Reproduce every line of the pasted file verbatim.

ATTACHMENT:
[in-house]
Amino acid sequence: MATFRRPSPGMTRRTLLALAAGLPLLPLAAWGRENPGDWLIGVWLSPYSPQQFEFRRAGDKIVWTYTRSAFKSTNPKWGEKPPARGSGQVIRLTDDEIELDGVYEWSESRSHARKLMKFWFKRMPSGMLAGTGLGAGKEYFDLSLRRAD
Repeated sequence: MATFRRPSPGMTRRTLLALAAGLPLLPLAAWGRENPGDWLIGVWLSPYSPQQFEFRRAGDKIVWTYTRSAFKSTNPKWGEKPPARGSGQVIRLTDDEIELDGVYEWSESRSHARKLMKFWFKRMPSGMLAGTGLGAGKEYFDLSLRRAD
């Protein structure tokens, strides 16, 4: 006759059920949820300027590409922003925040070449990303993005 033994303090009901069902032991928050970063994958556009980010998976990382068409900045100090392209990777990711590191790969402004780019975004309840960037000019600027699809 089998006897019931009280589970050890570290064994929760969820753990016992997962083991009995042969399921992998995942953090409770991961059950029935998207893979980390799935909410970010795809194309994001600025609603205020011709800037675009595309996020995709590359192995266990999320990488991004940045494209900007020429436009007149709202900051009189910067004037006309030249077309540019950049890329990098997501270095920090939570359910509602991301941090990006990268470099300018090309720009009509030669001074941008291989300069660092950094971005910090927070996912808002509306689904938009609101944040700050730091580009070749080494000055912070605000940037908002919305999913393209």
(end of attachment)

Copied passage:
[in-house]
Amino acid sequence: MATFRRPSPGMTRRTLLALAAGLPLLPLAAWGRENPGDWLIGVWLSPYSPQQFEFRRAGDKIVWTYTRSAFKSTNPKWGEKPPARGSGQVIRLTDDEIELDGVYEWSESRSHARKLMKFWFKRMPSGMLAGTGLGAGKEYFDLSLRRAD
Repeated sequence: MATFRRPSPGMTRRTLLALAAGLPLLPLAAWGRENPGDWLIGVWLSPYSPQQFEFRRAGDKIVWTYTRSAFKSTNPKWGEKPPARGSGQVIRLTDDEIELDGVYEWSESRSHARKLMKFWFKRMPSGMLAGTGLGAGKEYFDLSLRRAD
């Protein structure tokens, strides 16, 4: 006759059920949820300027590409922003925040070449990303993005 033994303090009901069902032991928050970063994958556009980010998976990382068409900045100090392209990777990711590191790969402004780019975004309840960037000019600027699809 089998006897019931009280589970050890570290064994929760969820753990016992997962083991009995042969399921992998995942953090409770991961059950029935998207893979980390799935909410970010795809194309994001600025609603205020011709800037675009595309996020995709590359192995266990999320990488991004940045494209900007020429436009007149709202900051009189910067004037006309030249077309540019950049890329990098997501270095920090939570359910509602991301941090990006990268470099300018090309720009009509030669001074941008291989300069660092950094971005910090927070996912808002509306689904938009609101944040700050730091580009070749080494000055912070605000940037908002919305999913393209």